Smash Your 2017 Goals With These Nutritious, Yummo Recipes

And you don't have to give up carbs.
Spoiler: there's tacos.
Spoiler: there's tacos.

The start of a new year is a time filled with positive attitudes, resolutions and promises. And hangovers. Really bad hangovers.

But the hardest part about this time (aside from going back to work and trying to make your brain do a thinking again) is actually putting your hopes and resolutions into practice.

Sure, it's easy to be all "I'm definitely never going to eat junk food again" or "I'm going to work out six days a week", but really, it's about taking small steps that add up to big changes.

One easy step is to include more healthy meals into your week.

If you've subsisted on Christmas ham, pizza, chocolate, fish and chips, and sausage sandwiches for the past two weeks, don't worry. These nutritious, truly delicious recipes from Get Lean, Stay Lean by Joanna McMillan will make healthy eating easy.

1. Macadamia chicken with green pea and broccoli mint smash

"This one is sure to become a family favourite. The crunchy nut and seed topping is divine with the chicken, but the real winner is the smash. Even the kids ask for extra veggies when I serve them this way!" McMillan said.

"Bigger eaters can simply take two pieces of chicken (with each piece counting as one Protein Block and one Fat Block). You could further boost the plant content by adding steamed leafy greens or a simple green leaf salad."

Serves four. Gluten free.

Time: 45 minutes


  • 2 rosemary sprigs, leaves picked
  • 1 garlic clove
  • Grated zest of ½ lemon
  • 2 teaspoons ground coriander
  • 1 teaspoon ground cumin
  • 1 tablespoon tarragon, finely chopped
  • 200g (1 head) broccoli, chopped
  • 140g (1 cup) frozen peas
  • 2 handfuls mint, leaves roughly chopped
  • 6 basil leaves, finely shredded
  • Freshly ground black pepper
  • 2 tablespoons grated parmesan cheese
  • 2 x 200g skinless chicken breast fillets
  • 40g goat's cheese (or labne)
  • 400g small potatoes in their skins (chat or kipfler are ideal)
  • 1 tablespoon extra virgin olive oil (see note)
  • 40g (¼ cup) raw macadamia nuts
  • 30g raw almonds
  • 2 tablespoons sunflower seeds
  • 2 tablespoons sesame seeds
  • 1 teaspoon chia seeds
  • Pinch of salt flakes


  1. Preheat the oven to fan-forced 180°C (350°F/Gas 4). Line a baking tray with baking paper.
  2. Cut the potatoes in half, toss them in a bowl with the extra virgin olive oil and spread out on the prepared baking tray. Roast for 30–40 minutes until a lovely golden colour.
  3. Using a food processor or high powered blender, use the pulse setting to gently grind the nuts, seeds, garlic, lemon zest, spices, tarragon and parmesan until the mixture resembles breadcrumbs -- don't over-blend or you'll end up with a paste.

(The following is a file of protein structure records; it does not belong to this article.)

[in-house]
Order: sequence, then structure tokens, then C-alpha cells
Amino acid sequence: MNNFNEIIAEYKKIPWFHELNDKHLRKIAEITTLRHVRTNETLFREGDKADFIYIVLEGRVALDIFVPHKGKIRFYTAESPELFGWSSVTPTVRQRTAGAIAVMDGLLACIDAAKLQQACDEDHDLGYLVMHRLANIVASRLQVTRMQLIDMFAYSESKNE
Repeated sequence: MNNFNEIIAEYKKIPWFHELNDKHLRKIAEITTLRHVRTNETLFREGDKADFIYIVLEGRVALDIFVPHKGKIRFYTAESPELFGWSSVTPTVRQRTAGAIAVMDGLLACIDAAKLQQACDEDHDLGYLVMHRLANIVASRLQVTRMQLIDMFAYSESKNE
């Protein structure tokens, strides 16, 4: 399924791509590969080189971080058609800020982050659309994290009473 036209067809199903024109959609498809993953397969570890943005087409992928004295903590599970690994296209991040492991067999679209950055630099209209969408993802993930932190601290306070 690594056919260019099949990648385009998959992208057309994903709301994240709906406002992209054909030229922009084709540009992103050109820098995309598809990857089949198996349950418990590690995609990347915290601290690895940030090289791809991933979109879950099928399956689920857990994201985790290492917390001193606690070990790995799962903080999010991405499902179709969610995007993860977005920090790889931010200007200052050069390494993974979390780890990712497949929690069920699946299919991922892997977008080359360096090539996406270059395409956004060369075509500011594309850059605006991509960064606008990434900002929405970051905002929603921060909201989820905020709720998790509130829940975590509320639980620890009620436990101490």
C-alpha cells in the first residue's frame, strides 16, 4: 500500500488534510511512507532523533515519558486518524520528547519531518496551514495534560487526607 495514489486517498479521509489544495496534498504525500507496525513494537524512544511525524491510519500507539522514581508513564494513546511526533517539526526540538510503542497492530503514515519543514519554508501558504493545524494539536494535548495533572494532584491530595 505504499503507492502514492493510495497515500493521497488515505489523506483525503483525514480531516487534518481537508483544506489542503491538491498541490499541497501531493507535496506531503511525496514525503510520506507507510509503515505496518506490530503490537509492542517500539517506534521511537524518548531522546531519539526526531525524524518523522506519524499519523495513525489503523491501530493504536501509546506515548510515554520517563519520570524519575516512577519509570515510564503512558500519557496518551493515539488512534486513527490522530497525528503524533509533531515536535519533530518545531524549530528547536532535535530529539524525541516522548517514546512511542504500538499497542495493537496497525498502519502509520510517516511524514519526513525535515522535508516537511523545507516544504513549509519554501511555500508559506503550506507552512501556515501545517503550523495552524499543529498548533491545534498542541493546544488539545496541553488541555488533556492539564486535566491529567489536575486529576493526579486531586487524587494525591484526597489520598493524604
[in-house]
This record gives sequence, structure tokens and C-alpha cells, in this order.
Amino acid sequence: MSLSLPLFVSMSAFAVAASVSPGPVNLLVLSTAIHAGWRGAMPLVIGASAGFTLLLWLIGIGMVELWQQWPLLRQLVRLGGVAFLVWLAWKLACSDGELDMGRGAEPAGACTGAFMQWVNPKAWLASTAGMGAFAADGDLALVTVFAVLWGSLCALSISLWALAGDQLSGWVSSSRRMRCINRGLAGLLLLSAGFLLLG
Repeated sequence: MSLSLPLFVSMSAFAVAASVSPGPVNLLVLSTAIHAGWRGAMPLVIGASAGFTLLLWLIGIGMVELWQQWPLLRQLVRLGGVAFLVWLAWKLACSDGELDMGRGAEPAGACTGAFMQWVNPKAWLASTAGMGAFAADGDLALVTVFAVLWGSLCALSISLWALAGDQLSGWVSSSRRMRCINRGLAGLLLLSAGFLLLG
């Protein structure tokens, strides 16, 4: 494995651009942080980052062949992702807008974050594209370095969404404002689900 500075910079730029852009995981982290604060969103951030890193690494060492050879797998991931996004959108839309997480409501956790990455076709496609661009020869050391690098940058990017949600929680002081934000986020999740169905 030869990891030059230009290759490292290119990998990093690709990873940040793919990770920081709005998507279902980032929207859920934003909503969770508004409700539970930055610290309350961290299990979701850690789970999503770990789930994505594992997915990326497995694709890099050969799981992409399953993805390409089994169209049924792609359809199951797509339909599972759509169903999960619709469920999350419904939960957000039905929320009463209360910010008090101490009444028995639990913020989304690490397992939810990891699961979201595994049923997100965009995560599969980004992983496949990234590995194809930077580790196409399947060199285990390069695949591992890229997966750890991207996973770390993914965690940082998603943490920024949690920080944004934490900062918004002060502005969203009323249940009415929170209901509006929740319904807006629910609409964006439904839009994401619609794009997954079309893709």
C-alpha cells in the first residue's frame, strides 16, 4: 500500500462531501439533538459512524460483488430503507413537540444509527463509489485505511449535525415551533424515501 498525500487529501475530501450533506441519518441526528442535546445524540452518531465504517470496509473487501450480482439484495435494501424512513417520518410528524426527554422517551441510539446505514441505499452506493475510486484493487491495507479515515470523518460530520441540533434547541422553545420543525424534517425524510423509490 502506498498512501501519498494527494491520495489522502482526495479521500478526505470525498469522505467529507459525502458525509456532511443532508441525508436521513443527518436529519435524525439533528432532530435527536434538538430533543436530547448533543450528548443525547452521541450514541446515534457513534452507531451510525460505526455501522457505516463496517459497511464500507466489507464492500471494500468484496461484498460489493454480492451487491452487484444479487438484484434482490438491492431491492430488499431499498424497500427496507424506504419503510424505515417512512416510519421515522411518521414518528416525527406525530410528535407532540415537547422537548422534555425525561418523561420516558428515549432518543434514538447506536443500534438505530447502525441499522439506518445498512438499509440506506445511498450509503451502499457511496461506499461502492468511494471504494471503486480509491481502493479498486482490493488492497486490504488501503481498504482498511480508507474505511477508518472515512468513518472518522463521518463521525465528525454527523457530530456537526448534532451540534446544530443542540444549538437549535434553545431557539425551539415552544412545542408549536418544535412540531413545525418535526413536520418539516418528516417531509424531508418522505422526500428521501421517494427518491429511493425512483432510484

4. Cut the chicken breasts horizontally to give you four chicken fillets.
  5. Place the chicken fillets in a casserole dish or on a baking tray lined with baking paper. Spoon the crumb mixture over the chicken, pressing softly to form a crust topping, then scatter over the rosemary. Pop the dish into the oven alongside the potatoes to roast for 15 minutes or until golden on top and cooked through.
  6. Meanwhile, to make the pea smash, bring a saucepan of water to the boil over high heat. Put the broccoli and peas into a steamer, cover with the lid and place on top of the pan. Cook for 2–3 minutes, or until soft enough to mash. (Alternatively, place the peas and broccoli in a microwave-proof bowl with a little water, cover and cook on High for three minutes.)
  7. Strain any water from the vegetables, then mash roughly with a fork. Mix through the mint and basil, crumble over the goat's cheese and stir to just combine. Season with a pinch of salt and plenty of black pepper and serve warm with the crusted chicken and roast potatoes.

Note: Don't worry about the fat content in this dish as it is almost all coming from those fabulously healthy nuts and seeds, along with a little extra virgin olive oil. This makes the overall recipe low in saturated fats, while you get the benefits of those good unsaturated fats. The fibre content is also boosted by the topping and the veggies, giving you a healthy 10g per serve.

2. Tex-Mex tofu soft tacos

"My family love Mexican-style food and we regularly have tacos or fajitas with various fillings and combinations," McMillan said.

"The best way to serve them is to pop everything in the middle of the table so that everyone can make their own. Here I've used tofu in place of meat and, if you have a vegan in the group, they can simply omit the yoghurt."

Serves four. Gluten free, nut free and vegetarian.

Time: 20 minutes


  • 1 teaspoon ground cumin
  • 2 teaspoons dried oregano
  • 2 teaspoons sweet paprika
  • ¼ teaspoon chilli flakes
  • Freshly ground black pepper
  • 1 brown onion, diced
  • 1 red capsicum, diced
  • 600g firm tofu (see note)
  • 1 tablespoon extra virgin olive oil
  • Pinch of salt flakes

To serve:

  • 1 small cos lettuce, shredded
  • 1 tomato, diced
  • 2 limes, cut into wedges
  • Handful coriander leaves
  • 80g natural yoghurt
  • 4 large or 8 mini corn tortillas
  • ½ avocado, diced


  1. Preheat the oven to fan-forced 160°C (315°F/Gas 2–3). Drain the tofu, slice and press gently between two pieces of paper towel to remove the excess moisture.
  2. Combine the cumin, oregano, paprika and chilli in a bowl. Crumble the tofu slices into the spice blend and stir to coat.
  3. Wrap the tortillas in foil and pop them into the oven to warm.
  4. Heat two teaspoons of the extra virgin olive oil in a frying pan over medium–high heat. Add the onion and capsicum and sauté for two minutes. Add the remaining oil and the spiced tofu. Cook for three minutes until heated through. Season to taste with a pinch of salt and black pepper.